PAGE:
Going into the Canadian Track & Field Championships and Rio Selection Trials, Mobolade Ajomale knew he would have to top his previous personal best of 10.25 seconds in the 100-meter dash to make the finals and achieve the Olympic time standard of 10.16. He pulled it off, running a personal best of 10.15 in his semifinal heat to take second place. He went on to place fourth in the finals with a time of 10.23. His fourth-place finish and 10.15 semifinals time earned him a spot on Team Canada’s 4×100-meter relay team.
“To go out there and run a lifetime best and Olympic standard was so satisfying after such a long season,” says Ajomale. “And now being on the team is the icing on top of everything I accomplished this year. It was such a grueling year and for me to still be able to continue to peak at the end of it was just unbelievable.”
And the best—helping Team Canada to an Olympic medal in Rio—was yet to come.
In Rio, Ajomale ran anchor during Team Canada’s preliminary race. The team finished third in their heat and placed fourth overall to qualify for the final race the following night. Andre De Grasse took Ajomale’s place as anchor during the finals, and Canada finished fourth. After the U.S. team was disqualified for an illegal baton exchange, Ajomale, De Grasse, Akeem Haynes, Aaron Brown and Brendon Rodney took their place on the podium to be awarded the bronze medals.
Director of Academy Athletics track & field/cross country Torrey Olson says having Ajomale represent ART U Athletics at the Summer Olympics was an incredible honor. “We are very proud of Mobolade and all of the work he has put into earn this opportunity. I am very excited for him to be able to have this experience.”
The Making of an Olympian
Ajomale had originally planned to attend University of Alabama but wouldn’t have been eligible to compete in Division I. He was then recruited by the Academy on scholarship and decided it was the right step for him.
“When I started doing track four years ago I said to myself I was going to end up going to the Olympics,” he says. “I always thought that no matter what school I ended up going to I would still be able to achieve my goals. There was a lot of fighting through things to make sure I was able to run. [The Academy] fully supported me.”
He credits the opportunity the Academy gave him with helping him get to this level of competition. “I let them know from the start that I was going to try to go to the Olympics,” he recalls. “Last year, although I couldn’t compete with the school, they still prepped me to go to the World University Games. This year we set up a plan at the beginning of the semester. Once [the coaches] saw I was on the list to go to Worlds Indoors, plans changed.”
All ART U athletes are supported by a robust athletic community. Resources keep them current in their classes. Training schedules are sent out in advance of semester start so student athletes can plan their schedules, and shuttles are provided to take the athletes to practice at the track or training in the weight room. Ajomale is more than appreciative of what the Academy has done for him.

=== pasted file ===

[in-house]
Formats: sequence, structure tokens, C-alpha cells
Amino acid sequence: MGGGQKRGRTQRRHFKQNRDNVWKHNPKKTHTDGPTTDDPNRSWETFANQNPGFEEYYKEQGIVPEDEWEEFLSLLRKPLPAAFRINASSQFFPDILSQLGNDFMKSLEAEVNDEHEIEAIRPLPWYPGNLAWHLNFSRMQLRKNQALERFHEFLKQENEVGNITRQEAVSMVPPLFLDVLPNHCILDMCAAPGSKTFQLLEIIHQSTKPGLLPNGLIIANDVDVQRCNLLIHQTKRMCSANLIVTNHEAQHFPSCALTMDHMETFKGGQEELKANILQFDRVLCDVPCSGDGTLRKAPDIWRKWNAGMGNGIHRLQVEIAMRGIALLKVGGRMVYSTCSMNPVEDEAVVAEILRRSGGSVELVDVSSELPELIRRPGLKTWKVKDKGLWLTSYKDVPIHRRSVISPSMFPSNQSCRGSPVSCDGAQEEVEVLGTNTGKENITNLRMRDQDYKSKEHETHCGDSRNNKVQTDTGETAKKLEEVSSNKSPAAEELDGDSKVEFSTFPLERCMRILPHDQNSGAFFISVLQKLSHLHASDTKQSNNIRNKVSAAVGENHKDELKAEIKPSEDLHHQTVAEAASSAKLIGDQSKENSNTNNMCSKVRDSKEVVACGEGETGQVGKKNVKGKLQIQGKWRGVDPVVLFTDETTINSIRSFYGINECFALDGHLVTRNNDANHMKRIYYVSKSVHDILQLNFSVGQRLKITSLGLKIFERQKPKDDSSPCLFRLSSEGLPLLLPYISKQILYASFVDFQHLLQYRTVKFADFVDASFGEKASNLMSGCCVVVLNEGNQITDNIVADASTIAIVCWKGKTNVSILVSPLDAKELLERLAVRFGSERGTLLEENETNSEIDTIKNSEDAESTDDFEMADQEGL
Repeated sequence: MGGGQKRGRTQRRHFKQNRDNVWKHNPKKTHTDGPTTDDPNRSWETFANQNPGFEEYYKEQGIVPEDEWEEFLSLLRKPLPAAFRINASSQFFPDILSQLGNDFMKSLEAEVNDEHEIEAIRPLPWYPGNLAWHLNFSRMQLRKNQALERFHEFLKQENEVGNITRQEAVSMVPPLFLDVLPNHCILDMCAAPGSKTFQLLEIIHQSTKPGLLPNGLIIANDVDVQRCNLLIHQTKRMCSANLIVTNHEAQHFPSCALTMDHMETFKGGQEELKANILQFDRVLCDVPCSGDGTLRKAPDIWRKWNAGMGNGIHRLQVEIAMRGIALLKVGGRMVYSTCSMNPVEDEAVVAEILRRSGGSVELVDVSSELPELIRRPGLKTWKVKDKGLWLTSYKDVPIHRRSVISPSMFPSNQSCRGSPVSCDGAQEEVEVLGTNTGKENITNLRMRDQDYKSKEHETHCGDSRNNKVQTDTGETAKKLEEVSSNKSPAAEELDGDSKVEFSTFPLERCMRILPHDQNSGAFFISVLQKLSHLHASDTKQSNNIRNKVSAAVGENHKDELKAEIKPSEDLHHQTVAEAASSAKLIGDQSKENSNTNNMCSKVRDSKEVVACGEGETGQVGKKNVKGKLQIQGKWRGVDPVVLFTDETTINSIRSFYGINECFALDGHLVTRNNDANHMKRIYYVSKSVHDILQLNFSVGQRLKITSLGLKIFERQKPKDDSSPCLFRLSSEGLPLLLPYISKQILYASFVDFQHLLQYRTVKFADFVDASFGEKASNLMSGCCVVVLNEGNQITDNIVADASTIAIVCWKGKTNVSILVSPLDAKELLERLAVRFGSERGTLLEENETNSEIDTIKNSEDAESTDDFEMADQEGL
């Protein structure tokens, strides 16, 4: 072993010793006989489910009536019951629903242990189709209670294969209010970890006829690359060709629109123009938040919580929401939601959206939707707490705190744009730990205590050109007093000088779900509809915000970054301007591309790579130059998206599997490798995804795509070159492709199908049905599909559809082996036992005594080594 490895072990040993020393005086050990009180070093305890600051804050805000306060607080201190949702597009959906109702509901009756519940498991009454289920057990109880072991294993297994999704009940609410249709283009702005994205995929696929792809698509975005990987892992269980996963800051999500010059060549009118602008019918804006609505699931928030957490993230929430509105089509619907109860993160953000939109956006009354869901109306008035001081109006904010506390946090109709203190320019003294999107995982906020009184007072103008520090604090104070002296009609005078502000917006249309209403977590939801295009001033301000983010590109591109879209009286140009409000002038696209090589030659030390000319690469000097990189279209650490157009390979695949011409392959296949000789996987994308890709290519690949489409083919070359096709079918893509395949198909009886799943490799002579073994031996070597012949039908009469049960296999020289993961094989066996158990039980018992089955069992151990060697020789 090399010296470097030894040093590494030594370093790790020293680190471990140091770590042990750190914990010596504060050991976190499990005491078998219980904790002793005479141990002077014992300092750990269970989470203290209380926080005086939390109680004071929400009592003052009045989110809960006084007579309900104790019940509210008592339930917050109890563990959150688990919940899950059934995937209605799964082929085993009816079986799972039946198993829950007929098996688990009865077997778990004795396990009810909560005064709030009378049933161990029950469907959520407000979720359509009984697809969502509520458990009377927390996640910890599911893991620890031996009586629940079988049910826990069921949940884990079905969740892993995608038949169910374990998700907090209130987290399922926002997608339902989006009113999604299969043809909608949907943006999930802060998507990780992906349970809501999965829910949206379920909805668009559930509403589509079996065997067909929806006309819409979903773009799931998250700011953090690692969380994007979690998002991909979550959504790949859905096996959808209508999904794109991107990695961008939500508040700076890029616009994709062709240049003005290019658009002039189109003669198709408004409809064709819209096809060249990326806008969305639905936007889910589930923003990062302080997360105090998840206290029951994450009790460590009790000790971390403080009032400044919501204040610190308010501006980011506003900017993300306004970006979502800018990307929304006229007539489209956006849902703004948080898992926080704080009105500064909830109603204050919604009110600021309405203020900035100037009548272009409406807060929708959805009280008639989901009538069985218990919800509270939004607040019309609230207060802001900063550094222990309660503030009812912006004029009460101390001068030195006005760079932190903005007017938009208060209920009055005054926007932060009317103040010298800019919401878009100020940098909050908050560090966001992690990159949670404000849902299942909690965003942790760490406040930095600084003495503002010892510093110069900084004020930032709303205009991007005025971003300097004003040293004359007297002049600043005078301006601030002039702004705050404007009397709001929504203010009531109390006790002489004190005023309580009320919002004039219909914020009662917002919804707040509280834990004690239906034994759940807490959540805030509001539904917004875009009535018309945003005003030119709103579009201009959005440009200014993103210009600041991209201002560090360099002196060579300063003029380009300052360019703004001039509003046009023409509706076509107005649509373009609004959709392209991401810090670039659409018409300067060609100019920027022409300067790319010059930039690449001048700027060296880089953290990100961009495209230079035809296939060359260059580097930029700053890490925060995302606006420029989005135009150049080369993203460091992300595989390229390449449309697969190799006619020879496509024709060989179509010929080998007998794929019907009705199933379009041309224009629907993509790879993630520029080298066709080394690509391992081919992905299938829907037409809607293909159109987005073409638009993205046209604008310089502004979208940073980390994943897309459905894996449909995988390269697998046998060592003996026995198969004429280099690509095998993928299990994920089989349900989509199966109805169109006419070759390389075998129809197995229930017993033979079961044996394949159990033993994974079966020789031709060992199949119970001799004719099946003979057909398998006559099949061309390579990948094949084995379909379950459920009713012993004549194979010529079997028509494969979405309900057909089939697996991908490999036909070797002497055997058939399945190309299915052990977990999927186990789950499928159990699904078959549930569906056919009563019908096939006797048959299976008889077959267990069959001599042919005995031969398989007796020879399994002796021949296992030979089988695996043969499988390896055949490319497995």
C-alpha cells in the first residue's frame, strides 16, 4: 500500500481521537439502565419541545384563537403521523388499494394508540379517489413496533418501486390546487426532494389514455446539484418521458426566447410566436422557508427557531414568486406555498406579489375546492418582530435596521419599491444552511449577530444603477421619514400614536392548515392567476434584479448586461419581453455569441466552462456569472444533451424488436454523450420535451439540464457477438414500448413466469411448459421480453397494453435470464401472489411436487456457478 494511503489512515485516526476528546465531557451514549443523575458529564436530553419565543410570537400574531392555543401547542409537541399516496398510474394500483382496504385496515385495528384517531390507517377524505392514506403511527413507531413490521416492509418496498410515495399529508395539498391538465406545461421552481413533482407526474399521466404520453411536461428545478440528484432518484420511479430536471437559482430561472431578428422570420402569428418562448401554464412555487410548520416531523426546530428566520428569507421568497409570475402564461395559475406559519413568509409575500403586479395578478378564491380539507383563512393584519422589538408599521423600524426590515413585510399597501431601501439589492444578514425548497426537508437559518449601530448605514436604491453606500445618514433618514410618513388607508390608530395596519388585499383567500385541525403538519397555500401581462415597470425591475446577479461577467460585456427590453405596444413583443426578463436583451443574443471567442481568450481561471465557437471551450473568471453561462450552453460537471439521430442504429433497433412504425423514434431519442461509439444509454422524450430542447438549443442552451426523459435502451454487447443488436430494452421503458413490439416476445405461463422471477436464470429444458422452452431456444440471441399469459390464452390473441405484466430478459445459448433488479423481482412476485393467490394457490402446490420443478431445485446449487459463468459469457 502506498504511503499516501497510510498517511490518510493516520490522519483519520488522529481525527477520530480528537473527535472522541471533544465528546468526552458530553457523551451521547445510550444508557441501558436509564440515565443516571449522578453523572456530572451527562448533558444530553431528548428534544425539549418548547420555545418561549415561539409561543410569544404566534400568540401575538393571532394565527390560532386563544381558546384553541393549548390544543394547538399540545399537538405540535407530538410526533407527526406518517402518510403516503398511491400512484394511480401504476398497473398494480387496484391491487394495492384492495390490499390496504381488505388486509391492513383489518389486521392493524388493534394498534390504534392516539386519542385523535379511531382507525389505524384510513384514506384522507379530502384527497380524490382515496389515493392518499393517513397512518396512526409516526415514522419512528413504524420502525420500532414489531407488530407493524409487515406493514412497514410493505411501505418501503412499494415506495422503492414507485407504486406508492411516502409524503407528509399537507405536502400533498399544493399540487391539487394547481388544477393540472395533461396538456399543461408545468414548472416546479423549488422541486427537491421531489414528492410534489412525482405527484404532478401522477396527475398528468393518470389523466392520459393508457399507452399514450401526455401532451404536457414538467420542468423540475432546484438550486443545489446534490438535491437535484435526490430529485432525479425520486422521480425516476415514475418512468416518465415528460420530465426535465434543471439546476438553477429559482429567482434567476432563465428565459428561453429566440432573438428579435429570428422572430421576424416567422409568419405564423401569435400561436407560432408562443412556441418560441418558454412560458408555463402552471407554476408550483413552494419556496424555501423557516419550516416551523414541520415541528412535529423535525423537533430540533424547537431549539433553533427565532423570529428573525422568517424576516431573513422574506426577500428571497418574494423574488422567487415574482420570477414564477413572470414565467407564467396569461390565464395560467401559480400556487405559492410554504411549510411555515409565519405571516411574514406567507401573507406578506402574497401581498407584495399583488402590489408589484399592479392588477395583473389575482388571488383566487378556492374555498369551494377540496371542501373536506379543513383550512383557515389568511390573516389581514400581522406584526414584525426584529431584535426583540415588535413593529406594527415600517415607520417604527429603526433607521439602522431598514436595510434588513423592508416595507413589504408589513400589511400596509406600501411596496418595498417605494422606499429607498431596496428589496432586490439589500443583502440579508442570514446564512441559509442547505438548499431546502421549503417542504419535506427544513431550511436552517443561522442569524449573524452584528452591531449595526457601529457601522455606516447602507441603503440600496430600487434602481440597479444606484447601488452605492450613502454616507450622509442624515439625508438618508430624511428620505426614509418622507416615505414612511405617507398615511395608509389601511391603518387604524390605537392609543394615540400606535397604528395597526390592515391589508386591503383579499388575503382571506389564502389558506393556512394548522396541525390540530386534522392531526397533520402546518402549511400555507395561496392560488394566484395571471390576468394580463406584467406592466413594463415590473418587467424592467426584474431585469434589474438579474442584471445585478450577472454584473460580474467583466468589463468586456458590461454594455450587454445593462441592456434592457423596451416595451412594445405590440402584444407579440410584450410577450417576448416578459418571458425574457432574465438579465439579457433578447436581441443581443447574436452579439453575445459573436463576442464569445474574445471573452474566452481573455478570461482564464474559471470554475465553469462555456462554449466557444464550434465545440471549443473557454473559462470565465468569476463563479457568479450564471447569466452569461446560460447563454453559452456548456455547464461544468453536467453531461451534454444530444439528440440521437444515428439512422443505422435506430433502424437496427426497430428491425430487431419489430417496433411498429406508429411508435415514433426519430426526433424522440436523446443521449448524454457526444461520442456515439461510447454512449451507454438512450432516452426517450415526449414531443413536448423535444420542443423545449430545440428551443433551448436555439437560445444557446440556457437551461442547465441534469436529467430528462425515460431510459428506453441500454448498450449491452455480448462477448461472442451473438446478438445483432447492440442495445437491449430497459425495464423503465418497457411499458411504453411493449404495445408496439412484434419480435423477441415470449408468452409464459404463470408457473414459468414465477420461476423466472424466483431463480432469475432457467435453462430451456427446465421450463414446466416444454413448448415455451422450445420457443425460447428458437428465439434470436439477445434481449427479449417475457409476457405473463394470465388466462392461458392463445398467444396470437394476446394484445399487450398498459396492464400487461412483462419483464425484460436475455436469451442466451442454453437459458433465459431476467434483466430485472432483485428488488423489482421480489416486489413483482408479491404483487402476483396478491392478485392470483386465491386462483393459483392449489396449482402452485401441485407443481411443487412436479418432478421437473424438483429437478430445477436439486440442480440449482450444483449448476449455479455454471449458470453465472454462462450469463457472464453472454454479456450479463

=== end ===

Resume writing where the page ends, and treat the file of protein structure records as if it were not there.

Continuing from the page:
“I think coming here is what made it possible so soon,” he says. “My coaches knew and understood what I needed. Academy of Art University has helped me in ways I never thought possible.”
Breaking Records at Home
Although Ajomale didn’t compete during his first year at the Academy, he had a record-setting redshirt freshman season during his second year. His accomplishments include:
- Five-time NCAA All-American
- NCAA Division II Indoor Track & Field Championship 60-meter title
- Six program records
- All-region in nine events
- PacWest Championship Men’s Track Athlete of the Meet
- Two-time PacWest Male Track Athlete of the Week
- Represented Canada at IAAF World Indoor Championships
“It’s an amazing feeling to have accomplished the goals I set out for myself at the beginning of the season,” says Ajomale. “Going into my fall training, my coach made me write down 10 goals, and I worked at each one the best way I knew how. Of course I haven’t accomplished them all, but this is also just the beginning for me,” he says.
Life After Track
Before coming to San Francisco, Ajomale thought about studying kinesiology. Once at the Academy, he quickly found a program he was more passionate about in the School of Advertising. “When I first got to the Academy, I was a little unsure because art school wasn’t what I had planned to do. As the semester went on, I realized advertising was something I was really interested in,” he says. After discovering a love for broadcast during radio and podcasting classes, Ajomale added a major in the School of Communications & Media Technologies.
“One thing my coaches have always told me is that there’s life after track. Injuries do happen, and you always need something to fall back on. I’m still trying to figure out what I want to do and how to bring advertising and multimedia communications together. I have mentors in Canada who have similar backgrounds. When I retire from track, I still want to be involved in track and field through broadcast or marketing.”
One thing he knows he enjoys is the Academy’s urban setting. “In San Francisco everything is right here. There’s never a dull moment and there’s always stuff going on. We have different buildings around the city, and I enjoy that a lot more than if I were on a traditional school campus because I feel it’s more real—I’m more part of the real world.”